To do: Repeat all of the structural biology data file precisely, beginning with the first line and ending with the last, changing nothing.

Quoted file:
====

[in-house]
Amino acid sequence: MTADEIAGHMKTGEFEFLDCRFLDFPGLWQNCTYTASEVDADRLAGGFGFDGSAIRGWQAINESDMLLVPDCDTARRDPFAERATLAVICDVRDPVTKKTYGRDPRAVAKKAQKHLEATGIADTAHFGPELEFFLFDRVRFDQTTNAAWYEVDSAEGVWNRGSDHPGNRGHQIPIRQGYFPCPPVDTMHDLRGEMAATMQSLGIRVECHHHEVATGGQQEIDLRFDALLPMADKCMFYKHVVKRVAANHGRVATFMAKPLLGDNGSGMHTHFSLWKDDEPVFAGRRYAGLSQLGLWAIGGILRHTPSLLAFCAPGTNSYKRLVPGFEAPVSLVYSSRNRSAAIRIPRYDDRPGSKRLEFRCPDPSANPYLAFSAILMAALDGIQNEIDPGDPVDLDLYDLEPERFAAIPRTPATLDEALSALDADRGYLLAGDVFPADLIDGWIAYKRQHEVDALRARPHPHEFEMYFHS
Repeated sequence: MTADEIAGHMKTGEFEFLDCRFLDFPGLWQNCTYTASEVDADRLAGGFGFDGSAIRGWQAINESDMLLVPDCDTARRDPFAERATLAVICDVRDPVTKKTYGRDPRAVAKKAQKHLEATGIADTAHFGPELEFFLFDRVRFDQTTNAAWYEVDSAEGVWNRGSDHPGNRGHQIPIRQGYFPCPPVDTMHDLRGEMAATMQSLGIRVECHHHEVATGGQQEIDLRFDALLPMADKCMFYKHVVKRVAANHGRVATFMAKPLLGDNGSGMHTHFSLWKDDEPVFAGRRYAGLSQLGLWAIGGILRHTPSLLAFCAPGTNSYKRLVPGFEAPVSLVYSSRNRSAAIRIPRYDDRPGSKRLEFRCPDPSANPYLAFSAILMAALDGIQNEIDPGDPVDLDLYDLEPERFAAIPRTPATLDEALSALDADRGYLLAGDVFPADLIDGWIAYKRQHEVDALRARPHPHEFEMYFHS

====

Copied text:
[in-house]
Amino acid sequence: MTADEIAGHMKTGEFEFLDCRFLDFPGLWQNCTYTASEVDADRLAGGFGFDGSAIRGWQAINESDMLLVPDCDTARRDPFAERATLAVICDVRDPVTKKTYGRDPRAVAKKAQKHLEATGIADTAHFGPELEFFLFDRVRFDQTTNAAWYEVDSAEGVWNRGSDHPGNRGHQIPIRQGYFPCPPVDTMHDLRGEMAATMQSLGIRVECHHHEVATGGQQEIDLRFDALLPMADKCMFYKHVVKRVAANHGRVATFMAKPLLGDNGSGMHTHFSLWKDDEPVFAGRRYAGLSQLGLWAIGGILRHTPSLLAFCAPGTNSYKRLVPGFEAPVSLVYSSRNRSAAIRIPRYDDRPGSKRLEFRCPDPSANPYLAFSAILMAALDGIQNEIDPGDPVDLDLYDLEPERFAAIPRTPATLDEALSALDADRGYLLAGDVFPADLIDGWIAYKRQHEVDALRARPHPHEFEMYFHS
Repeated sequence: MTADEIAGHMKTGEFEFLDCRFLDFPGLWQNCTYTASEVDADRLAGGFGFDGSAIRGWQAINESDMLLVPDCDTARRDPFAERATLAVICDVRDPVTKKTYGRDPRAVAKKAQKHLEATGIADTAHFGPELEFFLFDRVRFDQTTNAAWYEVDSAEGVWNRGSDHPGNRGHQIPIRQGYFPCPPVDTMHDLRGEMAATMQSLGIRVECHHHEVATGGQQEIDLRFDALLPMADKCMFYKHVVKRVAANHGRVATFMAKPLLGDNGSGMHTHFSLWKDDEPVFAGRRYAGLSQLGLWAIGGILRHTPSLLAFCAPGTNSYKRLVPGFEAPVSLVYSSRNRSAAIRIPRYDDRPGSKRLEFRCPDPSANPYLAFSAILMAALDGIQNEIDPGDPVDLDLYDLEPERFAAIPRTPATLDEALSALDADRGYLLAGDVFPADLIDGWIAYKRQHEVDALRARPHPHEFEMYFHS